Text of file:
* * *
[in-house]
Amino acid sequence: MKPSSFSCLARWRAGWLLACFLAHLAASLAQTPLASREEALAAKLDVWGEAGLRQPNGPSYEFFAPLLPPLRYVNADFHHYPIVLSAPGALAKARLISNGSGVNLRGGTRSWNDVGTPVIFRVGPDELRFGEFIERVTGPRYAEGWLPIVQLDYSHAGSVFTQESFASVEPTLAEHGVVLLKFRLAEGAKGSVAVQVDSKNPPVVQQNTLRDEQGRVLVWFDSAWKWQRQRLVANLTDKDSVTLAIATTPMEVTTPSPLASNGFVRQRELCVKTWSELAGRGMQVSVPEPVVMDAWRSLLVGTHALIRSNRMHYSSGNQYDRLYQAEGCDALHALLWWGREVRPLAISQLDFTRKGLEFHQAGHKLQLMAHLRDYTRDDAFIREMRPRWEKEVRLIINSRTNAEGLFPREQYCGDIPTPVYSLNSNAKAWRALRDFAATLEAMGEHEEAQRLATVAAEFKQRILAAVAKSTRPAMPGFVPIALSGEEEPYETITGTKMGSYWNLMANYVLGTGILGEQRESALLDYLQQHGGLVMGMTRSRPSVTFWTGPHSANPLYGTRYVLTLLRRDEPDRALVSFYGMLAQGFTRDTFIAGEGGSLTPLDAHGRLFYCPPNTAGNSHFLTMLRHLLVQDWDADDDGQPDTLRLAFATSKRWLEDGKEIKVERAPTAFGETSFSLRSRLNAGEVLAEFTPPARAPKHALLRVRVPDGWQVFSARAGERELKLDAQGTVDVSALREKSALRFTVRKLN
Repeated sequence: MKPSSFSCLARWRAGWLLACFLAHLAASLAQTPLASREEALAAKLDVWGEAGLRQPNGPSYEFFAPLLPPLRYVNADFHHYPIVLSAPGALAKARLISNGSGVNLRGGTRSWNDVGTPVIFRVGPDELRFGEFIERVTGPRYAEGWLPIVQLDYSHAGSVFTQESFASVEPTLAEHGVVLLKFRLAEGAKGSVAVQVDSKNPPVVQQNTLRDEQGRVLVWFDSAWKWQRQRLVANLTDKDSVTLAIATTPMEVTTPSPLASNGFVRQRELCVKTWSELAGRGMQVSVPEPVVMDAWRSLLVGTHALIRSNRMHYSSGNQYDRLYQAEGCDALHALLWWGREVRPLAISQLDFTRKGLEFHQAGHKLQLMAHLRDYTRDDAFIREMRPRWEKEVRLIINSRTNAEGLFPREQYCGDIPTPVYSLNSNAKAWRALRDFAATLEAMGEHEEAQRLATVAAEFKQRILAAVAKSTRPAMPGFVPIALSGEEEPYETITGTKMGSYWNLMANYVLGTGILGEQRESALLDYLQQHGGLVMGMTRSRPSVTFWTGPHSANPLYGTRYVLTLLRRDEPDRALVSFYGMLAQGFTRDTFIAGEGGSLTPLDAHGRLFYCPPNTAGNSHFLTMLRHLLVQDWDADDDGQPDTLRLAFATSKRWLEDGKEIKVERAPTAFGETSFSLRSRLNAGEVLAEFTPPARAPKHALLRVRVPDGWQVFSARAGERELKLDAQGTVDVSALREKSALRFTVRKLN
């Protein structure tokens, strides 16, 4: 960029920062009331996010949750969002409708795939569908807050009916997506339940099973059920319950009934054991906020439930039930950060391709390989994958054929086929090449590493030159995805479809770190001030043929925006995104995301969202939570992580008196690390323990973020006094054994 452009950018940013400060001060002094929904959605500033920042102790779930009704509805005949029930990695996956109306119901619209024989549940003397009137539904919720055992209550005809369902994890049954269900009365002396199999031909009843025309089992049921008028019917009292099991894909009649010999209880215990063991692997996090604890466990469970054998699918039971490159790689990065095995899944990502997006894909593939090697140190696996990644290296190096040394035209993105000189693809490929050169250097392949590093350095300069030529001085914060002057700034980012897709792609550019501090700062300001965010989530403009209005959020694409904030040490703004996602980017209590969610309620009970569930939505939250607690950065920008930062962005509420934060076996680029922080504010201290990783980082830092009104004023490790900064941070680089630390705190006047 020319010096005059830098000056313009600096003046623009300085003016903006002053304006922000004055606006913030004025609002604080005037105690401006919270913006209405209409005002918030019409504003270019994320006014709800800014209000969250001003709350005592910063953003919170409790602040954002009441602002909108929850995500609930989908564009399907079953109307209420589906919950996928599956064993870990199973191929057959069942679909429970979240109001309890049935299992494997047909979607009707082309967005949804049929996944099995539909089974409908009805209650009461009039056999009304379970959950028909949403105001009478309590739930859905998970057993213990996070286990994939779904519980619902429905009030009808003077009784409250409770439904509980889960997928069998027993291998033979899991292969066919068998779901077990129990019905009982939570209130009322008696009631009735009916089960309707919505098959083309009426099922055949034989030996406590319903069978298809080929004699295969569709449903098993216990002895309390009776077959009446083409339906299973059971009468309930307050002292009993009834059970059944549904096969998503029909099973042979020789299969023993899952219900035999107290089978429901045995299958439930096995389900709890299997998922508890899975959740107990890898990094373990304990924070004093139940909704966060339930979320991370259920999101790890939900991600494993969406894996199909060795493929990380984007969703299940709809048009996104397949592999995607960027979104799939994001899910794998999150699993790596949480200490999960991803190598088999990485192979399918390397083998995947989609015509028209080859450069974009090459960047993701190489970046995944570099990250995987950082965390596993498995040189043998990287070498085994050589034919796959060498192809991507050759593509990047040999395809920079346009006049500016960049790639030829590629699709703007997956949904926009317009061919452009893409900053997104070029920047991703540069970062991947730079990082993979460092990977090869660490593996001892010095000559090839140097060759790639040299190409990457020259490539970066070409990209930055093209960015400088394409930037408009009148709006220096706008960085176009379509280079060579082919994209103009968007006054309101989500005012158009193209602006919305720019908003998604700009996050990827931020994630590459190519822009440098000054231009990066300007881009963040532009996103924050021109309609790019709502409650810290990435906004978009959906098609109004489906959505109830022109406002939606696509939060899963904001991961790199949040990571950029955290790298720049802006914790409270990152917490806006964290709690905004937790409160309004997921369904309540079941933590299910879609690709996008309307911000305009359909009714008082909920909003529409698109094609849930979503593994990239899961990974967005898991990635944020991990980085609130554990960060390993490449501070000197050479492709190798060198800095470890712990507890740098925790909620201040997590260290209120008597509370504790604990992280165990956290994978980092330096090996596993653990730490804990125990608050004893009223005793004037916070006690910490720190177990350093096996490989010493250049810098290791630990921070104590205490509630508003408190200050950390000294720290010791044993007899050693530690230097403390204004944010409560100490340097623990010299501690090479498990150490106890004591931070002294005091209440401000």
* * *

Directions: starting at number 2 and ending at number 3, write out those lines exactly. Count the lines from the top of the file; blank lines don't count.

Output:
Amino acid sequence: MKPSSFSCLARWRAGWLLACFLAHLAASLAQTPLASREEALAAKLDVWGEAGLRQPNGPSYEFFAPLLPPLRYVNADFHHYPIVLSAPGALAKARLISNGSGVNLRGGTRSWNDVGTPVIFRVGPDELRFGEFIERVTGPRYAEGWLPIVQLDYSHAGSVFTQESFASVEPTLAEHGVVLLKFRLAEGAKGSVAVQVDSKNPPVVQQNTLRDEQGRVLVWFDSAWKWQRQRLVANLTDKDSVTLAIATTPMEVTTPSPLASNGFVRQRELCVKTWSELAGRGMQVSVPEPVVMDAWRSLLVGTHALIRSNRMHYSSGNQYDRLYQAEGCDALHALLWWGREVRPLAISQLDFTRKGLEFHQAGHKLQLMAHLRDYTRDDAFIREMRPRWEKEVRLIINSRTNAEGLFPREQYCGDIPTPVYSLNSNAKAWRALRDFAATLEAMGEHEEAQRLATVAAEFKQRILAAVAKSTRPAMPGFVPIALSGEEEPYETITGTKMGSYWNLMANYVLGTGILGEQRESALLDYLQQHGGLVMGMTRSRPSVTFWTGPHSANPLYGTRYVLTLLRRDEPDRALVSFYGMLAQGFTRDTFIAGEGGSLTPLDAHGRLFYCPPNTAGNSHFLTMLRHLLVQDWDADDDGQPDTLRLAFATSKRWLEDGKEIKVERAPTAFGETSFSLRSRLNAGEVLAEFTPPARAPKHALLRVRVPDGWQVFSARAGERELKLDAQGTVDVSALREKSALRFTVRKLN
Repeated sequence: MKPSSFSCLARWRAGWLLACFLAHLAASLAQTPLASREEALAAKLDVWGEAGLRQPNGPSYEFFAPLLPPLRYVNADFHHYPIVLSAPGALAKARLISNGSGVNLRGGTRSWNDVGTPVIFRVGPDELRFGEFIERVTGPRYAEGWLPIVQLDYSHAGSVFTQESFASVEPTLAEHGVVLLKFRLAEGAKGSVAVQVDSKNPPVVQQNTLRDEQGRVLVWFDSAWKWQRQRLVANLTDKDSVTLAIATTPMEVTTPSPLASNGFVRQRELCVKTWSELAGRGMQVSVPEPVVMDAWRSLLVGTHALIRSNRMHYSSGNQYDRLYQAEGCDALHALLWWGREVRPLAISQLDFTRKGLEFHQAGHKLQLMAHLRDYTRDDAFIREMRPRWEKEVRLIINSRTNAEGLFPREQYCGDIPTPVYSLNSNAKAWRALRDFAATLEAMGEHEEAQRLATVAAEFKQRILAAVAKSTRPAMPGFVPIALSGEEEPYETITGTKMGSYWNLMANYVLGTGILGEQRESALLDYLQQHGGLVMGMTRSRPSVTFWTGPHSANPLYGTRYVLTLLRRDEPDRALVSFYGMLAQGFTRDTFIAGEGGSLTPLDAHGRLFYCPPNTAGNSHFLTMLRHLLVQDWDADDDGQPDTLRLAFATSKRWLEDGKEIKVERAPTAFGETSFSLRSRLNAGEVLAEFTPPARAPKHALLRVRVPDGWQVFSARAGERELKLDAQGTVDVSALREKSALRFTVRKLN